So apparently I was the fifth person in the southern hemisphere to finish this superb game, and I’m real proud of the review, so if you like it, reblog! I want as many people to read as possible. Plus I’ve been nominated for a gaming journo award and REALLY wanna win it. I love writing about games and this could take me from semi-known to known. Many thanks, guys!
You’ve gotta be careful with your words, kids. You might think that words are harmless, but when you say negative things towards another person, you can hurt them. The next time you feel like saying something bad, try to imagine that instead of words coming out of your mouth, it’s something hurtful. Like a spear. Imagine your words are like a big old wooden spear coming out of your mouth. You’re just gagging that thing up like a mama bird feeding her young. Yakking up a big ol’ splintery spear. That don’t feel so good now does it?
Stay on the internet all day and all night and don’t eat anything. Let the infinite supply of information nourish you. I just read an eHow on how to de-seed a pomegranate and clean out an Inspiron 1500 fan and I am absolutely stuffed.
Huddle round, you guys. That’s it. Get in real close. I’m only going to say this once and real quiet, so you gotta get right up in my face now.
(WHISPERS) Everything’s gonna be alright. With hard work and dedication, you can be whatever you wanna be. Why, just last week, I decided to become a rock, and look, I’ve already got all this moss growin’ all over me. I’m almost there.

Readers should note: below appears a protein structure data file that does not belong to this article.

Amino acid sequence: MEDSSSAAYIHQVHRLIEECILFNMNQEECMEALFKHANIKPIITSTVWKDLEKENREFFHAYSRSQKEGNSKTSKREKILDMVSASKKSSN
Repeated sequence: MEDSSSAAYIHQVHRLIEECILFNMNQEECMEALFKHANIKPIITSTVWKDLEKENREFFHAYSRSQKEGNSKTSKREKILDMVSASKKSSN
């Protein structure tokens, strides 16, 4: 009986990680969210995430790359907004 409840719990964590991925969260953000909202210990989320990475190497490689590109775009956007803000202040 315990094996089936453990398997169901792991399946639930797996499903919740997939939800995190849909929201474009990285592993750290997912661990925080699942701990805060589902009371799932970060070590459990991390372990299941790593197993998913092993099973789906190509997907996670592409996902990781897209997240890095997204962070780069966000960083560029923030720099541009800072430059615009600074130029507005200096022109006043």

Alan Clay is a 54-year-old failed business man. He’s divorced and he can’t afford to send his teenage daughter to college. ‘A Hologram for the King’ tells Alan’s story as he travels to Saudi Arabia to take one last chance at success - selling hologram technology to be used in the King…
More book reviews coming at you, all up in your face.
Set in depression-era Illinois, ‘The Adventures of Augie March’ is a sprawling novel covering the life of the titular character from boyhood through to his thirties. As we follow Augie throughout his life, we witness the changes in American society as the economy worsens and war begins.
My friend Ben Pobjie what writes on the papers and sometimes speaks on the telly and on the wireless also runs a podcast called Gather Round Me with his full-time mate Cam Smith who also does things as well but I don’t know him as well but…
If you set yourself a crazy big target (like 30,000 words in one weekend), even if you don’t hit it, you will end up writing more than you ever thought you could in that space of time.
Having a team of people with the same goal is incredibly helpful. They set such an amazing pace that you feel compelled to keep up with them.
It is a good idea to take a break from editing. In the past, I have been a compulsive editor. I will write a sentence and immediately delete it to try and write something better. And then delete that as well. When you’re trying to write 30,000 words, you don’t have time to be constantly fussing over your words. And by continuing on without fixing things, I’m pretty sure I’ve taken my work in some directions I would never had thought of if I kept stopping and starting.
It is so important to set aside a good chunk of the day and dedicate it to writing, and only writing. Multitasking is great, but it doesn’t belong near my story drafts.